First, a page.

Turkish anti-femicide advocate makes BBC’s 100 most influential women list

Dr. Gülsüm Kav, co-founder and representative for Turkey’s We Will Stop Femicide Platform (KCDP), was named among the BBC’s 100 inspiring and influential women for 2020.

Kav was the only woman from Turkey included in the list, and was accompanied by the likes of Finnish Prime Minister Sanna Marin, Mayor of Bogotá Claudia López, coronavirus vaccine researcher Sarah Gilbert, and many more activists, scientists, artists and community leaders.

“The women offering resistance today seek equality and freedom,’’ Kav told BBC. “The pandemic, which has shed light on the inequalities that women experience, shows there is no other way than these women pushing for change.”

Being recognised for her work felt embarrassing, Kav told Turkish newspaper Sözcü in an interview, because she was “rewarded” for fulfilling an obligation.

“All the women I fight together with, the families, all people who stand with us, are doing what needs to be done and working to stop femicides that occur in Turkey almost every day,” Kav said.

It is no coincidence that Kav was recognised and the work of the KCDP was highlighted in the list, as the most important problem for Turkey’s women remains the same, she said.

“I wish we had received an award for having gone past the struggle against violence, for looking at what is to come,” she said. “But on the other hand, a significant fight has been cultivated against this important social issue. In the end, (the struggle) also represents Turkey’s women defending their own future.”

Her inclusion in the list is recognition of Turkey’s women’s fight to decide for their lives and themselves, she said.

The KCDP was established in 2010 after the gruesome killing of teenager Münevver Karabulut at hands of her boyfriend shocked Turkey, to monitor the lawsuit against her murderer.

The organisation has continued to monitor lawsuits, create resources for women subjected to sex-based violence, and keep and maintain a database and statistics for women who have been murdered by men in Turkey.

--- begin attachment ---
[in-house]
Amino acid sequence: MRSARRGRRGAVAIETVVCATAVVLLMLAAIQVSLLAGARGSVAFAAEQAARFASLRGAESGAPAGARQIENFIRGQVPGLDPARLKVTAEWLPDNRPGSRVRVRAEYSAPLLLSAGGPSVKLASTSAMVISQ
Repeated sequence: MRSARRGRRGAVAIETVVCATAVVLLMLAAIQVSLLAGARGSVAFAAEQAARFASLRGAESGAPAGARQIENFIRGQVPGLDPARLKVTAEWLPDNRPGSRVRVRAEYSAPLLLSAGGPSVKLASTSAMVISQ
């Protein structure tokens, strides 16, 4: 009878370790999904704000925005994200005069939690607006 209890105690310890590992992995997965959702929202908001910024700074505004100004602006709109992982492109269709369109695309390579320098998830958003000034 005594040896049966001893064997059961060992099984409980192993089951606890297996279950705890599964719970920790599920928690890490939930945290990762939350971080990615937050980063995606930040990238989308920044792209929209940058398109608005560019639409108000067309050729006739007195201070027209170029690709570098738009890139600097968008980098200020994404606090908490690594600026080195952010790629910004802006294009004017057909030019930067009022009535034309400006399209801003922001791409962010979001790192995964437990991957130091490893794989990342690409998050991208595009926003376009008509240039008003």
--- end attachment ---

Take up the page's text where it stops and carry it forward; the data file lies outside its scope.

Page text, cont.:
Public authorities have only recently started to use the concept of femicide, or women’s murder, Kav told Sözcü, after nearly a decade of advocating for similar simple changes to better combat violence against women in the country.

In Turkey, there is “a bad tradition of violently suppressing anybody who demands their rights,” Kav said. “Women’s search for freedom against a strong patriarchy is attempted to be suppressed with blind violence.”

Even after several waves of crackdowns on the opposition, intensifying after the 2013 Gezi Protests and gaining further traction following the state of emergency declared after a failed coup attempt in 2016, women’s movements in Turkey have remained strong. Thousands of women have been taking to the streets consistently over the years for rallies and demonstrations regularly to advocate for abortion rights, and against gender-based violence.

This summer saw a series of mobilisations by women defending the Council of Europe Convention on Preventing and Combating Violence against Women and Domestic Violence, better known as the Istanbul Convention, after government officials expressed intention to withdraw from it. KCDP has been a leading organiser for many of the protests.

Women of every social group are standing up for their modern rights, Kav said, which is why women’s rights movements can’t be vilified.